Cash and Grab
As news.Bitcoin.com revealed yesterday, hundreds of bitcoin cash are stuck in segwit addresses after individuals mistakenly sent them there. Well, as of today that cash is no longer stuck. Someone has siphoned the lot and those coins now reside in a single address whose contents are worth over $600k. Explaining how they achieved this is complicated; explaining why is much simpler.
It was Antoine Le Calvez, a data researcher at p2sh.info, who discovered the feat, tweeting:
The likeliest reason for anyone going to the effort of retrieving a bunch of mis-sent bitcoin cash transactions is personal profit. If a recent Reddit post is correct, however, the entity appears to have performed the operation for altruistic reasons and is willing to negotiate with the original senders to return their funds. This may seem unlikely, but it is worth noting that mining pool BTC.com previously did just that for 100 BCH that had befallen the same fate. The poster, going under the name bchsegwitrecover, writes:
I have taken all of these coins to help those that have mistakenly sent BCH to segwit addresses. If you mistakenly sent BCH to a segwit address, send me a PM or send an email to email@example.com. Be sure to include the segwit address you are trying to recover coins from.
There’s a condition attached however – claimants will need to pay a bounty of 30%. As the poster explains, “Recovery requests will be processed manually and the transactions will be done daily. However I am only human and this may take a long time to do.”
Whoever scooped up the BCH floundering in segwit addresses has certainly done a comprehensive job: in addition to recovering one transaction of 33 BCH worth $41,000, they went to the trouble of hoovering-up all the shrapnel, including numerous transactions worth mere cents.
How Did This Happen?
Recovering bitcoin cash sent to a segwit bitcoin address isn’t easy, but it’s doable. With enough of an incentive – say $600,000 – someone was bound to step up and give it a go. Pulling off the feat calls for a two-part process, the first of which involves obtaining the scriptSig from the BTC addresses the BCH was sent to.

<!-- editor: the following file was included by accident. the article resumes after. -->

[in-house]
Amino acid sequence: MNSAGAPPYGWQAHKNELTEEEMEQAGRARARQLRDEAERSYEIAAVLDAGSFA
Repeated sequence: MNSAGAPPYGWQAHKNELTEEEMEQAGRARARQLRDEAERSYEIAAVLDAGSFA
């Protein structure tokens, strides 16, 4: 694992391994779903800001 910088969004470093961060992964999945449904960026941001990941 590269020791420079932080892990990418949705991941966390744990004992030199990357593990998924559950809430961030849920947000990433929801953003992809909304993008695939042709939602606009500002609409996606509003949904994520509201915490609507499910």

Get the scriptSig and you can spend the output from the P2SH-P2WPKH segwit address. Apply a particular hash, add in a network byte and checksum, convert the figure into Base58 format and – boom – you’ve got your scriptSig. Whoever recovered the $600k of BCH likely ran a script to automate the process for all 399 segwit addresses that were holding bitcoin cash. Those funds, all 493.5 BCH of them, now reside in this address.
The second stage of the process would have been to mine these transactions but without broadcasting them to the rest of the network. It is safe to assume that the person who obtained the scriptSig data also mined the transactions, either via a BCH solo rig, or potentially through one of the more shadowy BCH pools whose identity is unknown.
The transaction miner chose not to identify themselves.
And that’s how you exfiltrate $600,000 of cryptocurrency in one fell swoop. If the Reddit post regarding the matter is genuine, however, those coins are now in safe hands. In return for reuniting them with their original owners, bchsegwitrecover stands to make a cool $200,000. It’s a high price to pay for a moment’s carelessness, but it’s better than being offered no price at all.